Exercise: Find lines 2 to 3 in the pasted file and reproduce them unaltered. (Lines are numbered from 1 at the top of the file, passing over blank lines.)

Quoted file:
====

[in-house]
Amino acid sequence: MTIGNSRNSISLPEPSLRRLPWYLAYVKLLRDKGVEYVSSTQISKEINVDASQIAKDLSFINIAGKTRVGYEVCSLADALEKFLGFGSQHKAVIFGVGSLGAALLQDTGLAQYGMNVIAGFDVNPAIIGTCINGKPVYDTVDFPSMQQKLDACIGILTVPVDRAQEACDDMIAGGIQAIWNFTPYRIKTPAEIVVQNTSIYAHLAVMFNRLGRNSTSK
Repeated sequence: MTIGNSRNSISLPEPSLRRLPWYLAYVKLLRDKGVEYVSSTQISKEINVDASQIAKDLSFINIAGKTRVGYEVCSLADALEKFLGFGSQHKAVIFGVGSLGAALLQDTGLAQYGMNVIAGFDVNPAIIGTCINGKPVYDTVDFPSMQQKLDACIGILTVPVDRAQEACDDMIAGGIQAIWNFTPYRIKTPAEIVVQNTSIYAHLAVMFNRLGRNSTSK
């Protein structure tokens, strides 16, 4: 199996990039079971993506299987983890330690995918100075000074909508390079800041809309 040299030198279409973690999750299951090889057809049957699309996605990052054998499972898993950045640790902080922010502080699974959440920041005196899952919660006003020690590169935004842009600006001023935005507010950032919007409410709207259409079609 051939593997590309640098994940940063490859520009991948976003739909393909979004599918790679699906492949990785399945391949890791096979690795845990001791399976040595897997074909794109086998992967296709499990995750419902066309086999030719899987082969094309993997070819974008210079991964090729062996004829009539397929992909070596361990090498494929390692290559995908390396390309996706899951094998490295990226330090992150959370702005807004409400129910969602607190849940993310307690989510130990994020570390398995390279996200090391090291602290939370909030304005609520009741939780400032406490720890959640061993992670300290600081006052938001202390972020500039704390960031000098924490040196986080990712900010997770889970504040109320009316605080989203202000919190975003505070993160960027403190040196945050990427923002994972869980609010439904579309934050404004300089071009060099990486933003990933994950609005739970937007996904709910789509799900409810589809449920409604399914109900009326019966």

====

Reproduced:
Amino acid sequence: MTIGNSRNSISLPEPSLRRLPWYLAYVKLLRDKGVEYVSSTQISKEINVDASQIAKDLSFINIAGKTRVGYEVCSLADALEKFLGFGSQHKAVIFGVGSLGAALLQDTGLAQYGMNVIAGFDVNPAIIGTCINGKPVYDTVDFPSMQQKLDACIGILTVPVDRAQEACDDMIAGGIQAIWNFTPYRIKTPAEIVVQNTSIYAHLAVMFNRLGRNSTSK
Repeated sequence: MTIGNSRNSISLPEPSLRRLPWYLAYVKLLRDKGVEYVSSTQISKEINVDASQIAKDLSFINIAGKTRVGYEVCSLADALEKFLGFGSQHKAVIFGVGSLGAALLQDTGLAQYGMNVIAGFDVNPAIIGTCINGKPVYDTVDFPSMQQKLDACIGILTVPVDRAQEACDDMIAGGIQAIWNFTPYRIKTPAEIVVQNTSIYAHLAVMFNRLGRNSTSK